Consultation opened today on an independent service for homeowners disputing decisions about their EQC insurance claims, as new legislation comes into force later this year.
The Natural Hazards Insurance Act 2023 will come into force on July 1, replacing the existing Earthquake Commission Act.
The start of public consultation, which will include issues with private insurers, comes a week before the anniversary of Cyclone Gabrielle.
Many Auckland property owners are concerned about the way cases are handled by EQC — a Crown entity providing natural disaster insurance to residential property owners.
Displaced resident Abe Dew’s home sits next to a large slip that came down in February last year.
His house is undamaged, but he is not allowed to live there, and is one of the “lucky few” offered a buyout by EQC.
“We have found ourselves in a situation where we can start again, and a lot of people are still in limbo.”
Luci Harrison is still waiting for answers from Auckland Council and hoping to return to her at-risk property.
She said that EQC’s settlement was not enough for the retaining wall she has had built.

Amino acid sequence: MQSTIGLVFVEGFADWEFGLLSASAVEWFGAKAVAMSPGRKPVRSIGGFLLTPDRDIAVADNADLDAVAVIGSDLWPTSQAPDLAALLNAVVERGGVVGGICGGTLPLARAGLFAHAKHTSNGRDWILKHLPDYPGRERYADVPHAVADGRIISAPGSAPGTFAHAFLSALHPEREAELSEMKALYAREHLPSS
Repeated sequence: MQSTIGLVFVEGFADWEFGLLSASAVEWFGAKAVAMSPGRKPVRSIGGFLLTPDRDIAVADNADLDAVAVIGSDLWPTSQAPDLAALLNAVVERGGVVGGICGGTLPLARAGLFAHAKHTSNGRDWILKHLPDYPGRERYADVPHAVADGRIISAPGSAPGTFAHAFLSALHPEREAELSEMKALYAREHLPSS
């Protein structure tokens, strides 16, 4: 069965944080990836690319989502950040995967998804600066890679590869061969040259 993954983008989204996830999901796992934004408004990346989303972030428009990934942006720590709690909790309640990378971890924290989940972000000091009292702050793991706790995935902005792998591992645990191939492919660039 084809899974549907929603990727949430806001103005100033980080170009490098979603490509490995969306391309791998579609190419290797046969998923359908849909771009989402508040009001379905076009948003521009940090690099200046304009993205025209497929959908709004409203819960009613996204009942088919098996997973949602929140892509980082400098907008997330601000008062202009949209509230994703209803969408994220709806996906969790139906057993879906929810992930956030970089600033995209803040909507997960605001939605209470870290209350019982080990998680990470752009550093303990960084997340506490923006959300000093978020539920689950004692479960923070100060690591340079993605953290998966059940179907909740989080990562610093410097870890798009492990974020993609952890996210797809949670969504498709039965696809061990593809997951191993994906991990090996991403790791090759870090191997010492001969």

“I had this big shortfall where I had to get a second mortgage which cost me a lot of money, to be able to get back in my house to be able to afford to fix the property and build a retaining wall.”
EQC chief executive Tina Mitchell said that by law the commission can only pay a portion of the repair.
“In the case of land, it says in the legislation that the cap is the market value of the land and we can’t go beyond that.”
She believes that the Government fund is doing the job.
“It’s a contribution that will help everybody get back on their feet, but it won’t cover all of their costs, and that’s a fair scheme to have when you’re insuring all of the country at once.”
The minister responsible for EQC David Seymour said that he would be speaking to officials to ensure frameworks are fit for purpose.
“Anyone affected by a natural disaster should have confidence they can get their claim settled in a timely and fair manner and have some certainty so they can get on with their lives.”